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In for a tweet

Tracy Falke, PROPERTYdrum’s resident social media expert, explains just how effective Twitter can be for agents.

The Negotiator

agent using social media imageSo you know your Twitter from your elbow. Yet, you can’t shake the feeling that 140 characters of mumbo-jumbo won’t go far in marketing your properties and services online. That’s before you even start to try and figure out the whys and wherefores of ‘le hashtag’ and ‘les retweets’! Oh, brave new world.

Never fear, people: Streetsmart is here. Your social media agony aunt is back for Round Two to show you exactly why you should consider Twitter to be the most powerful and cost efficient tool in your toolbelt. But first, we’ll wax lyrical.

Simple is beautiful

The popularity of Twitter and its powerful influence worldwide is down to one thing: a stripped down, fast moving, simple interface designed to spread the word globally – fast. Twitter raced onto the social scene – a chic little black Porsche in an ocean of Rolls Royces. Facebook, with its ever-changing interface and new product lines (timeline, for instance) and Youtube, with its strange listing system and never ending comments, alongside the plethora of social bookmarking sites, already had users confused as to exactly what content they wanted to share online and how.

Websites were blinking with share options wilder than a Macau slot machine parlour.

Websites were blinking with share options wilder than a Macau slot machine parlour. Then along came little Twitter. A simple button and bird icon onsite allowing users to click and ‘tweet’ a headline of an article and link to the piece online. Simples! What’s more, Twitter decided to include a very powerful social driver to their sharing option: a visible number of users who had also tweeted this link. A new social medium was born.

Pretty little birdy

Now, bear with me here – we’re going to use a bunch of techno-jargon, but I promise to keep it real. The web and mobile portals for Twitter were equally simple and consisted of a single required action. The whole platform was built on a few features:

  • write a sentence under 140 characters, add a link to somewhere on the web – anywhere!
  • have a way for people to connect to one another (known as following)
  • keep a simple reply and message system
  • allow anyone to follow and see content from anyone – regardless of whether you were connected or not

Are you all still with me? Then along came the fancy pants with their hashtags: digitally grouping information by content type – and retweets: directly crediting sources of information they were sharing. Users began to use shortened URLs (web links) to cram in more characters. The shortened links were measurable too!

Speed gains enabled by the simplicity of the interface coupled with the low storage and transfer rates of tiny digital files didn’t just lead to quick sharing of what you had for breakfast either. Twitter enabled major political (r)evolution, allowing global users to connect to the outside world (via SMS) when the very government meant to protect them locked down the internet. If you still think Web 2.0 is something lazyminded marketing guy jargon used chat used to fill space of justify marketing budgets, think again. Twitter is here to stay.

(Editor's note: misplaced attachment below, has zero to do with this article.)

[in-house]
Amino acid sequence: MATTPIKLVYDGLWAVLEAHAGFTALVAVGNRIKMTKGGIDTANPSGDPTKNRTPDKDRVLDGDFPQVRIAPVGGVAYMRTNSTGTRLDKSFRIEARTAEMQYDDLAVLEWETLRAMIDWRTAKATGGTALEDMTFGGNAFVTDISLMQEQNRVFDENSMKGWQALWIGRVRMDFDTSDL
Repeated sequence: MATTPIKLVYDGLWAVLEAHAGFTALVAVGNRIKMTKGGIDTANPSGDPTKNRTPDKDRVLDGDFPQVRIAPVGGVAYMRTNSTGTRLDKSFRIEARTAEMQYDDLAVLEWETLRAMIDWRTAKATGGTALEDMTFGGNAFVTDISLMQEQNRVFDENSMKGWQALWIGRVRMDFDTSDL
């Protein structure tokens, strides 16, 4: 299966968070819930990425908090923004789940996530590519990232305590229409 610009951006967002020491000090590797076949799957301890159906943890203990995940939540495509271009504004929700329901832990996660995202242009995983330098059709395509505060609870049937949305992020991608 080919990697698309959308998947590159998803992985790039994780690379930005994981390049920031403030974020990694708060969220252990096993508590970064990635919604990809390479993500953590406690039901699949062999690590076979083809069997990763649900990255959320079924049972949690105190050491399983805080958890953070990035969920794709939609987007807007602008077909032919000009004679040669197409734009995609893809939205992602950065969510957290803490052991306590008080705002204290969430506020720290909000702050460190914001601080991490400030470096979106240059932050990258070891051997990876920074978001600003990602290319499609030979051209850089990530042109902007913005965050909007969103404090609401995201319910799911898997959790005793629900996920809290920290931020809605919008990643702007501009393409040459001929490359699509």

Speed is king

Much like the American 1950s dream of automated lifestyles where nice shiny machines took away the stresses and strains of life, we also live in an age where constant ‘connection’ to the internet via multiple devices is considered to be a serious ‘advantage’ in life – at least if you believe the commercials. But who among you has not felt your blood pressure rise as you hear the dreaded low battery beep of your phone while scrutinising a Google Map on your way to your next huge valuation? Let you throw the first stone.

Many of the machines ended up making us slaves to our households and routines. 2012: ditto. Every time I pack my briefcase, I feel shackled to the internet. Don’t you?

This is now a bottom line concern for social networks – we’ve reached a level of user fatigue. So a social media platform that allows us to be witty, smart, direct and to-the-point becomes a clear winner.

In a world where we are beset on all sides by media choices, the blind man is king.”

I just plucked this out of my head, clearly. But let me explain. Even a self-confessed social media addict like me is exhausted by the effort of it all. When Twitter emerged, it offered a quick way to dash off my thoughts and garner respect in a community of influence with minimum effort and maximum impact. What’s more, it substantially increased my reputation online in ways that began to filter into bottom line business gains. I could also do it ‘on-the-go with ease! Most importantly, the real estate of keywords I began to associate myself with in Twitter began to ‘stick’ in search engine results pages (SERPs) when clients searched for my name (and we all know how much I love search engine results!)

tweeting agents image

Word your tweet wisely, the grammar of a tweet is very important.

Here’s the important point for property: speed is the single most important factor in Twitter’s adoption by journalists, politicians, business executives and high level influencers worldwide (not just to spread the word – these people have homes and mortgages too!). Twitter becomes the channel to alert a like-minded community to your initiatives and drive traffic directly to your site. Twitter becomes the standard bearer for ALL of your social media efforts and the main channel on which you share everything you do, as a business. The cool bit? It’s all 100 per cent measurable. More on that later!

So instead of me, me, me – let’s talk about you.

Profile Optimisation

Once you have your twitter account set up, it’s important to ensure you use the keywords searchers would use to find your profile and content. For instance: East London Estate Agent | Buy To Let UK Property.